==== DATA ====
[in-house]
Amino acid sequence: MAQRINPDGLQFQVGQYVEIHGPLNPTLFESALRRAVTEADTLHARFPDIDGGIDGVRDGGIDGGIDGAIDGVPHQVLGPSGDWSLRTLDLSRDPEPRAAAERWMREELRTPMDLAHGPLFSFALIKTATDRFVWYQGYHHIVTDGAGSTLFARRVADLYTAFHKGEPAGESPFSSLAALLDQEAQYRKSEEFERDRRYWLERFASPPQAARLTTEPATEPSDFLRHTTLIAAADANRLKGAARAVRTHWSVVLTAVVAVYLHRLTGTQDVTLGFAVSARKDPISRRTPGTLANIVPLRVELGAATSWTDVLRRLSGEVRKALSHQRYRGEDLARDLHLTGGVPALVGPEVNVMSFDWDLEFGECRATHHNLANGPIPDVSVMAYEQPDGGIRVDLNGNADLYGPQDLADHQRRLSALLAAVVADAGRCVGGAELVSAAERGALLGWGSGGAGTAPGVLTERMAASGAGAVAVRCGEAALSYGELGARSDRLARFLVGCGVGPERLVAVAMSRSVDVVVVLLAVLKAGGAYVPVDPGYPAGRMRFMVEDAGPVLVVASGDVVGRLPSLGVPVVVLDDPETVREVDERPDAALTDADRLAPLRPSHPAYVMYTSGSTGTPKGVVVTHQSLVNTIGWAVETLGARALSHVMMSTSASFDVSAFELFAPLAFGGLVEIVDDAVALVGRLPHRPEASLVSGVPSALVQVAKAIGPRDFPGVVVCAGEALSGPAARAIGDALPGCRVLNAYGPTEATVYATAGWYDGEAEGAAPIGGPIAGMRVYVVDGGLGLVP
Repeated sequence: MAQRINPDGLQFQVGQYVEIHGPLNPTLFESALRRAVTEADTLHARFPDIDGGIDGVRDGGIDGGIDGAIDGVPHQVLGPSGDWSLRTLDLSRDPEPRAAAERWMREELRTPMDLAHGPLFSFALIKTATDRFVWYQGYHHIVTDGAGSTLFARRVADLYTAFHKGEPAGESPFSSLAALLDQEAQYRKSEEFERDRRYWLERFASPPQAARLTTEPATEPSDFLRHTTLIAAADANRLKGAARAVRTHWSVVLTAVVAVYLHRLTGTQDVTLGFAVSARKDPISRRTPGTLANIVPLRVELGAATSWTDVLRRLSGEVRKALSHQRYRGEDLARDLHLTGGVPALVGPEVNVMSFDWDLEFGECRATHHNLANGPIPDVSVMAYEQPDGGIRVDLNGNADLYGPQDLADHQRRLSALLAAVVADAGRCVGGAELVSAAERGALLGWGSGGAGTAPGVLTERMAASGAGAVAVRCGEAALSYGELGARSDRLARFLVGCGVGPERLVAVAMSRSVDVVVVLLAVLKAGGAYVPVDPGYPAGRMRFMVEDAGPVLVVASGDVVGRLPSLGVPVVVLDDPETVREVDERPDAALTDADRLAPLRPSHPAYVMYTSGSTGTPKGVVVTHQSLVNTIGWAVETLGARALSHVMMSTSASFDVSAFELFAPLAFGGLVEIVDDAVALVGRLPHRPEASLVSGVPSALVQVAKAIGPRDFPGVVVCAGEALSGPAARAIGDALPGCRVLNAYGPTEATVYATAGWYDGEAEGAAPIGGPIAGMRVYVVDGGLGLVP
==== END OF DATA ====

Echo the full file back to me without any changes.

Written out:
[in-house]
Amino acid sequence: MAQRINPDGLQFQVGQYVEIHGPLNPTLFESALRRAVTEADTLHARFPDIDGGIDGVRDGGIDGGIDGAIDGVPHQVLGPSGDWSLRTLDLSRDPEPRAAAERWMREELRTPMDLAHGPLFSFALIKTATDRFVWYQGYHHIVTDGAGSTLFARRVADLYTAFHKGEPAGESPFSSLAALLDQEAQYRKSEEFERDRRYWLERFASPPQAARLTTEPATEPSDFLRHTTLIAAADANRLKGAARAVRTHWSVVLTAVVAVYLHRLTGTQDVTLGFAVSARKDPISRRTPGTLANIVPLRVELGAATSWTDVLRRLSGEVRKALSHQRYRGEDLARDLHLTGGVPALVGPEVNVMSFDWDLEFGECRATHHNLANGPIPDVSVMAYEQPDGGIRVDLNGNADLYGPQDLADHQRRLSALLAAVVADAGRCVGGAELVSAAERGALLGWGSGGAGTAPGVLTERMAASGAGAVAVRCGEAALSYGELGARSDRLARFLVGCGVGPERLVAVAMSRSVDVVVVLLAVLKAGGAYVPVDPGYPAGRMRFMVEDAGPVLVVASGDVVGRLPSLGVPVVVLDDPETVREVDERPDAALTDADRLAPLRPSHPAYVMYTSGSTGTPKGVVVTHQSLVNTIGWAVETLGARALSHVMMSTSASFDVSAFELFAPLAFGGLVEIVDDAVALVGRLPHRPEASLVSGVPSALVQVAKAIGPRDFPGVVVCAGEALSGPAARAIGDALPGCRVLNAYGPTEATVYATAGWYDGEAEGAAPIGGPIAGMRVYVVDGGLGLVP
Repeated sequence: MAQRINPDGLQFQVGQYVEIHGPLNPTLFESALRRAVTEADTLHARFPDIDGGIDGVRDGGIDGGIDGAIDGVPHQVLGPSGDWSLRTLDLSRDPEPRAAAERWMREELRTPMDLAHGPLFSFALIKTATDRFVWYQGYHHIVTDGAGSTLFARRVADLYTAFHKGEPAGESPFSSLAALLDQEAQYRKSEEFERDRRYWLERFASPPQAARLTTEPATEPSDFLRHTTLIAAADANRLKGAARAVRTHWSVVLTAVVAVYLHRLTGTQDVTLGFAVSARKDPISRRTPGTLANIVPLRVELGAATSWTDVLRRLSGEVRKALSHQRYRGEDLARDLHLTGGVPALVGPEVNVMSFDWDLEFGECRATHHNLANGPIPDVSVMAYEQPDGGIRVDLNGNADLYGPQDLADHQRRLSALLAAVVADAGRCVGGAELVSAAERGALLGWGSGGAGTAPGVLTERMAASGAGAVAVRCGEAALSYGELGARSDRLARFLVGCGVGPERLVAVAMSRSVDVVVVLLAVLKAGGAYVPVDPGYPAGRMRFMVEDAGPVLVVASGDVVGRLPSLGVPVVVLDDPETVREVDERPDAALTDADRLAPLRPSHPAYVMYTSGSTGTPKGVVVTHQSLVNTIGWAVETLGARALSHVMMSTSASFDVSAFELFAPLAFGGLVEIVDDAVALVGRLPHRPEASLVSGVPSALVQVAKAIGPRDFPGVVVCAGEALSGPAARAIGDALPGCRVLNAYGPTEATVYATAGWYDGEAEGAAPIGGPIAGMRVYVVDGGLGLVP